Definition

Roux-en-Y gastric bypass is a surgery for obesity. It changes the size of the stomach and small intestine to cause weight loss by:

  • Restricting food intake—creates a small pouch to serve as the stomach, so you cannot eat as much
  • Making the body unable to absorb as many calories from the food—bypassing the first part of the small intestine, where many of the calories from food are usually absorbed

Roux-en-Y Gastric Bypass

Roux en Y
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Reasons for Procedure

The surgery treats severe obesity. A calculation called body mass index ( BMI ) is used to determine how overweight or obese you are. A normal BMI is 18.5-25.

Roux-en-Y gastric bypass is a weight loss option for people with:

  • BMI greater than 40
  • BMI 35-39.9 and a life-threatening condition or severe physical limitations that affect employment, movement, and family life

The success of gastric bypass surgery depends on your commitment to lifelong health habits. If lifestyle changes are made and maintained, the benefits of bariatric surgery include:

  • Long-term weight reduction
  • Improvement in many obesity-related conditions
  • Improved movement and stamina
  • Enhanced mood, self-esteem, and quality of life

Possible Complications

If you are planning to have Roux-en-Y gastric bypass, your doctor will review a list of possible complications, which may include:

  • Bleeding
  • Infection
  • Blood clots
  • Pulmonary embolism
  • Hernia formation
  • Bowel obstruction
  • Breakdown of the staples, allowing leakage of stomach juices into the abdomen
  • Diarrhea, abdominal cramping, and vomiting
  • Dumping syndrome—This occurs after eating sweets, when food moves too quickly through the small intestine causing sweating, fatigue, lightheadedness, cramping, and diarrhea.
  • The need for additional surgery
  • Complications of general anesthesia
  • Death

Long-term complications include vomiting and gallstones.

Before your procedure, talk to your doctor about ways to manage factors that may increase your risk of complications, such as:

  • Smoking
  • Drinking
  • Chronic diseases, such as diabetes

What to Expect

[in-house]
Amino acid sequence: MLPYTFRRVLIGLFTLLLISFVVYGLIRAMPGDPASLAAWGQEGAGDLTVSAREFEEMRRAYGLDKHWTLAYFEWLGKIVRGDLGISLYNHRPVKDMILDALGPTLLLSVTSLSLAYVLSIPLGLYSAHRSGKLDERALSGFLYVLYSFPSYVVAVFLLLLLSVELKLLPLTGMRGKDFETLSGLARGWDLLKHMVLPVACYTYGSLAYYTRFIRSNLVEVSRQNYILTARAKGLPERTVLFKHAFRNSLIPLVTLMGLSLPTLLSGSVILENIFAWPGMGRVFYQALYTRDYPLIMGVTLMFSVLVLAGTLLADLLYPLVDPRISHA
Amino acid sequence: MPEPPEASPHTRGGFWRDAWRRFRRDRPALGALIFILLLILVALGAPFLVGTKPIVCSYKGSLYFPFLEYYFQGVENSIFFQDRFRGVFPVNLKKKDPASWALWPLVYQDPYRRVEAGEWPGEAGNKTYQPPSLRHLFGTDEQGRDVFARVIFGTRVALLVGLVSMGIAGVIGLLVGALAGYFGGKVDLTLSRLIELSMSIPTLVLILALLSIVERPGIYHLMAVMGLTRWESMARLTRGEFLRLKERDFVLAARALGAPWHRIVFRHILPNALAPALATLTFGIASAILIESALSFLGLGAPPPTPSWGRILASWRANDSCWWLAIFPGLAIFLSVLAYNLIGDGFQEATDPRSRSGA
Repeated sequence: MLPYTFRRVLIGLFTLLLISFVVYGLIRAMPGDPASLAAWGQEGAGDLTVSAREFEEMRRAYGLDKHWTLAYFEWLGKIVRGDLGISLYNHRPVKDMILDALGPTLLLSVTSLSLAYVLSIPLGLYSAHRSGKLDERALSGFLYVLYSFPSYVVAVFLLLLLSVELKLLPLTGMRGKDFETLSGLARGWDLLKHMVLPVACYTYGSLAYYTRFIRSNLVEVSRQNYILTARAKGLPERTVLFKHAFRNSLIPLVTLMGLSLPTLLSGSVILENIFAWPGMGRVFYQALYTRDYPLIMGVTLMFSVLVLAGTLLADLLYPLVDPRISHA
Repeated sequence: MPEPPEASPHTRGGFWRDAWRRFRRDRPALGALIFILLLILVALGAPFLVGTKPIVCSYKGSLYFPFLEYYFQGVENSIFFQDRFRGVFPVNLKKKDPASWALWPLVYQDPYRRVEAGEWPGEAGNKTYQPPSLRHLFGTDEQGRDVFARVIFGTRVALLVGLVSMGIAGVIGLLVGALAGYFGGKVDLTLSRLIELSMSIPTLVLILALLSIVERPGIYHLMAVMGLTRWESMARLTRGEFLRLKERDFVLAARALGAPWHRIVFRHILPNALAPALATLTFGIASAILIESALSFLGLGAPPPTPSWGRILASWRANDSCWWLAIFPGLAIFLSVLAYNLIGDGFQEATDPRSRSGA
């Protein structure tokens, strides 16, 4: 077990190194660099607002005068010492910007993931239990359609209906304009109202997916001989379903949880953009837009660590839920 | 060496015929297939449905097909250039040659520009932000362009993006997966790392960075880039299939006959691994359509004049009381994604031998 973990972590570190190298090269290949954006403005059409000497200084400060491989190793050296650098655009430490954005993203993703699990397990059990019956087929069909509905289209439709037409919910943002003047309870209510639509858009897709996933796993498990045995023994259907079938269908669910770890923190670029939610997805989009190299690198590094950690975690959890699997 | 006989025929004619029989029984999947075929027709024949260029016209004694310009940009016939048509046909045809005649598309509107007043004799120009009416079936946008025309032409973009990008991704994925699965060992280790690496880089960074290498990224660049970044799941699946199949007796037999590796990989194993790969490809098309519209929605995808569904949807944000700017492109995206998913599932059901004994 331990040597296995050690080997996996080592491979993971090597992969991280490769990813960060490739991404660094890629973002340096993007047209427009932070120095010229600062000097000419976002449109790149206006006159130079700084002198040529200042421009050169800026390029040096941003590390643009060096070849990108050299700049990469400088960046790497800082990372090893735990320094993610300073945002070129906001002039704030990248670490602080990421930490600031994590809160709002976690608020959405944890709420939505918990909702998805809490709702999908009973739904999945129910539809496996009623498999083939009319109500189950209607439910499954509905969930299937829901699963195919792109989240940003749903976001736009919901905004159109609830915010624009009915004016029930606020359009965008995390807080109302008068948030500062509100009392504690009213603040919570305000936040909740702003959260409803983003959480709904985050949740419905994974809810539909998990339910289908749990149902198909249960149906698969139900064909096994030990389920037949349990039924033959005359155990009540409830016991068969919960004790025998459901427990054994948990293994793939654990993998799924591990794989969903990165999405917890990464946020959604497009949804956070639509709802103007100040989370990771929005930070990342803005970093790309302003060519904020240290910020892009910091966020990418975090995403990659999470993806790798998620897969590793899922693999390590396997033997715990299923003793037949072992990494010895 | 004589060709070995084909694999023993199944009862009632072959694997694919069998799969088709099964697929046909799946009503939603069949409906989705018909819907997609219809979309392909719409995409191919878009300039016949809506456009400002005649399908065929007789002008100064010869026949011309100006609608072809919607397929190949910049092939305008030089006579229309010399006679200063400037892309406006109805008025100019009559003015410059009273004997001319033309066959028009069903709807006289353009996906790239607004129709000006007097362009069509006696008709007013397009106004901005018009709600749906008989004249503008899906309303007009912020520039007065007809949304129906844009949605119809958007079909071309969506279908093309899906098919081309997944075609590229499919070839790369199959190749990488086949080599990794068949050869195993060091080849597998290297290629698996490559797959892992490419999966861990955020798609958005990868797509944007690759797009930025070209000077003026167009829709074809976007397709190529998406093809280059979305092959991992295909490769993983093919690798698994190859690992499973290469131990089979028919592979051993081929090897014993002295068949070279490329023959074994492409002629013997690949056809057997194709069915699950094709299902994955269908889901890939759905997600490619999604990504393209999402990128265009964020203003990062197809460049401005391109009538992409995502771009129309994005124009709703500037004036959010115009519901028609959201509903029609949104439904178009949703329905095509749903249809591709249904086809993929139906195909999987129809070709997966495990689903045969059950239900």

Prior to Procedure

Each bariatric surgery program has specific requirements. Your program will likely include the following:

  • Thorough physical exam and review of medical history
  • Ongoing consultations with a registered dietitian
  • Mental health evaluation and counseling

Leading up to your procedure:

  • Talk to your doctor about your medications, herbs, and dietary supplements. You may be asked to stop taking some medications up to 1 week before the procedure.
  • Do not start taking any new medications, herbs, or supplements without talking to your doctor.
  • Arrange for a ride to and from the hospital.
  • Arrange for help at home as you recover.
  • You might take antibiotics before coming to the hospital.
  • You might take laxatives and/or an enema to clear your intestines.
  • The night before your surgery, eat a light meal. Do not eat or drink anything after midnight unless told otherwise by your doctor.
  • Shower or bathe the morning of your surgery.

Anesthesia

General anesthesia will be used. You will be asleep.

Description of Procedure

To prepare you for surgery, an IV will be placed in your arm. You will receive fluids and medications through this line during the procedure. A breathing tube will be placed through your mouth and into your throat. This will help you breathe during surgery. You will also have a catheter placed in your bladder to drain urine.

Several small cuts will be made in the abdomen. Gas will be pumped in to inflate your abdomen. This will make it easier for the doctor to see. A laparoscope and surgical tools will be inserted through the incisions. A laparoscope is a thin, lighted tool with a tiny camera. It sends images of your abdominal cavity to a monitor in the operating room. Your doctor will operate while viewing the area on this monitor.

Surgical staples will be used to create a small pouch at the top of your stomach. This pouch, which can hold about 1 cup of food, will be your new, smaller stomach. A normal stomach can hold 4-6 cups of food.